• Linearizability concept is from concurrent programming. Linearizability is originally talking about single objects and not transactions. Nowadays, many papers talk about linearilzability transactions the same as strict serializability, and each transaction contains only one operation.
  • How Linearizability is related with CAP
    • Linearizability is what the CAP Theorem calls Consistency.


  • Phantom Read Phenomena
    • Dirty reads
      • A dirty read occurs when a transaction is allowed to read data from a row that has been modified by another running transaction and not yet committed.
    • Non-repeatable reads
      • A non-repeatable read occurs, when during the course of a transaction, a row is retrieved twice and the values within the row differ between reads.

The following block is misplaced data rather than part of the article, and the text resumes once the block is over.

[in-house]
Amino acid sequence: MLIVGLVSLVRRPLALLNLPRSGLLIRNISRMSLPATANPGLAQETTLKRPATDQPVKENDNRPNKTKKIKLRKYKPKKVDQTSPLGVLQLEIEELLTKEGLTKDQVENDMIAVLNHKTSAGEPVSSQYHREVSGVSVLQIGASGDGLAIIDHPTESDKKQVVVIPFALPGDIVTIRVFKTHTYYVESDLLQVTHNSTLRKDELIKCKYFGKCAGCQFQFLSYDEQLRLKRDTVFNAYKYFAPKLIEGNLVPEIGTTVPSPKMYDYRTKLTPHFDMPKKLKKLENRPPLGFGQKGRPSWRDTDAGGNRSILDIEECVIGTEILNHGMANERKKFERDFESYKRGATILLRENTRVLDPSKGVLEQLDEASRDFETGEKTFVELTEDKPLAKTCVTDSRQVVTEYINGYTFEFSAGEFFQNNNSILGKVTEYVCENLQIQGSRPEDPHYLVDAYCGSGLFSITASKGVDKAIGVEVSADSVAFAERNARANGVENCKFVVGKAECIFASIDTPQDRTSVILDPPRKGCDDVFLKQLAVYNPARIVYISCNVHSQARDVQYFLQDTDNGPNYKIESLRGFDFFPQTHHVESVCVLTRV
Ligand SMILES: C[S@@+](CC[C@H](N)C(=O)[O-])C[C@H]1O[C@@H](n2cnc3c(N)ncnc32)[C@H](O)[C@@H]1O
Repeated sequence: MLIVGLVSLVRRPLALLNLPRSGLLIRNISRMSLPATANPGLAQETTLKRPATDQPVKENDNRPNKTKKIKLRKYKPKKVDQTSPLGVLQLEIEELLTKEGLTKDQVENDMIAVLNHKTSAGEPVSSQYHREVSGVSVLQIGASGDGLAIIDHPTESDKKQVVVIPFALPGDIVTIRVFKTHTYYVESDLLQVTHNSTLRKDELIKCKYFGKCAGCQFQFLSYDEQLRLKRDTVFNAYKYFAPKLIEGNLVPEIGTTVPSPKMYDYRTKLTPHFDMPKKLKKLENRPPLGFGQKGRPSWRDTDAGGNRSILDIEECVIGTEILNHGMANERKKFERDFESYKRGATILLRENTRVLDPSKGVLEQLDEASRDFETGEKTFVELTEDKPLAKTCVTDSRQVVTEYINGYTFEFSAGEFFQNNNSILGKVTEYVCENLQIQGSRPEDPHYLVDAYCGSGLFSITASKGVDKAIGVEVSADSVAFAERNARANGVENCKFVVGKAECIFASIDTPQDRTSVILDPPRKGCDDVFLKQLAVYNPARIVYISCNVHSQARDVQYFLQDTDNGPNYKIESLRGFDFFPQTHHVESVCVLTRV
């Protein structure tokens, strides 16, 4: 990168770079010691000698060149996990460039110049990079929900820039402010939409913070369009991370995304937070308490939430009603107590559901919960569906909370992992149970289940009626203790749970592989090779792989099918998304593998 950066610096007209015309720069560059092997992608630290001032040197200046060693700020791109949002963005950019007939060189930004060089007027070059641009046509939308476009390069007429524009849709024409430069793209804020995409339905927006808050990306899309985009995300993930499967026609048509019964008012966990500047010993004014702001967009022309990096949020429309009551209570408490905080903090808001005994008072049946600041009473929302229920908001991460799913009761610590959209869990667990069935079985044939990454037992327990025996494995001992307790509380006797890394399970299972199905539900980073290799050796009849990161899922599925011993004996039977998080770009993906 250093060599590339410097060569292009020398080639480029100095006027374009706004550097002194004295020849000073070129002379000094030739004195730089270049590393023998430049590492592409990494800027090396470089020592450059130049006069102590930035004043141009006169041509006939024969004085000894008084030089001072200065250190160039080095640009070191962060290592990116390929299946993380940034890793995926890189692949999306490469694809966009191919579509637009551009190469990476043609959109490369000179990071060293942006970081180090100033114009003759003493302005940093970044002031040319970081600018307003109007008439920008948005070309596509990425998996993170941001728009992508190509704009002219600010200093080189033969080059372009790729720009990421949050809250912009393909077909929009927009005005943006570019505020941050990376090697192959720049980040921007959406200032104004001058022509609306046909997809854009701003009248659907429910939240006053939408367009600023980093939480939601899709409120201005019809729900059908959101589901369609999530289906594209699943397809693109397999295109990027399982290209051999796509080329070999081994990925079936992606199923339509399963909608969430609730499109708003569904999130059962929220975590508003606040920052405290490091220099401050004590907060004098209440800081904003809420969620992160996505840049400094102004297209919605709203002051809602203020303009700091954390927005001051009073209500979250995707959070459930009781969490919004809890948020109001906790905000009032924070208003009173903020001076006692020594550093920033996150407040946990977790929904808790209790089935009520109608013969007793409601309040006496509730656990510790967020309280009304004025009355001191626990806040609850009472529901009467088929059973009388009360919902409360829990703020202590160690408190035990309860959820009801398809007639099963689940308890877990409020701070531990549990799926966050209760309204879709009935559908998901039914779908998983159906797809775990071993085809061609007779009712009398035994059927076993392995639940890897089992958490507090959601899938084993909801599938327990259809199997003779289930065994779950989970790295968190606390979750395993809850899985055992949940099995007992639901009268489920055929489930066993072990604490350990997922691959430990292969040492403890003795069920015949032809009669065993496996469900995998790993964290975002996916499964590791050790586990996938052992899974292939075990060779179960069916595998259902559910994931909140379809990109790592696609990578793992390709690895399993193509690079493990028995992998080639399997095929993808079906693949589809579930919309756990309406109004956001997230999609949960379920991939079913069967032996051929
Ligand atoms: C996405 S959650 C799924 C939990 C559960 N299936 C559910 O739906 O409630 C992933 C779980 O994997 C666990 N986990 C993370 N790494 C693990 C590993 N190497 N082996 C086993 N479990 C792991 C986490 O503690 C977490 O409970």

• Phantom reads
      • A phantom read occurs when, in the course of a transaction, new rows are added or removed by another transaction to the records being read.
    • Note that only these are insufficient and there are more situations.
  • Levels(stronger to lower)
    • Serializable
      • This is the highest isolation level.
      • With a lock-based concurrency control DBMS implementation, serializability requires read and write locks (acquired on selected data) to be released at the end of the transaction. Also range-locks must be acquired when a SELECT query uses a ranged WHERE clause, especially to avoid the phantom reads phenomenon.
    • Repeatable reads
      • a lock-based concurrency control DBMS implementation keeps read and write locks (acquired on selected data) until the end of the transaction. However, range-locks are not managed, so phantom reads can occur.
    • Read committed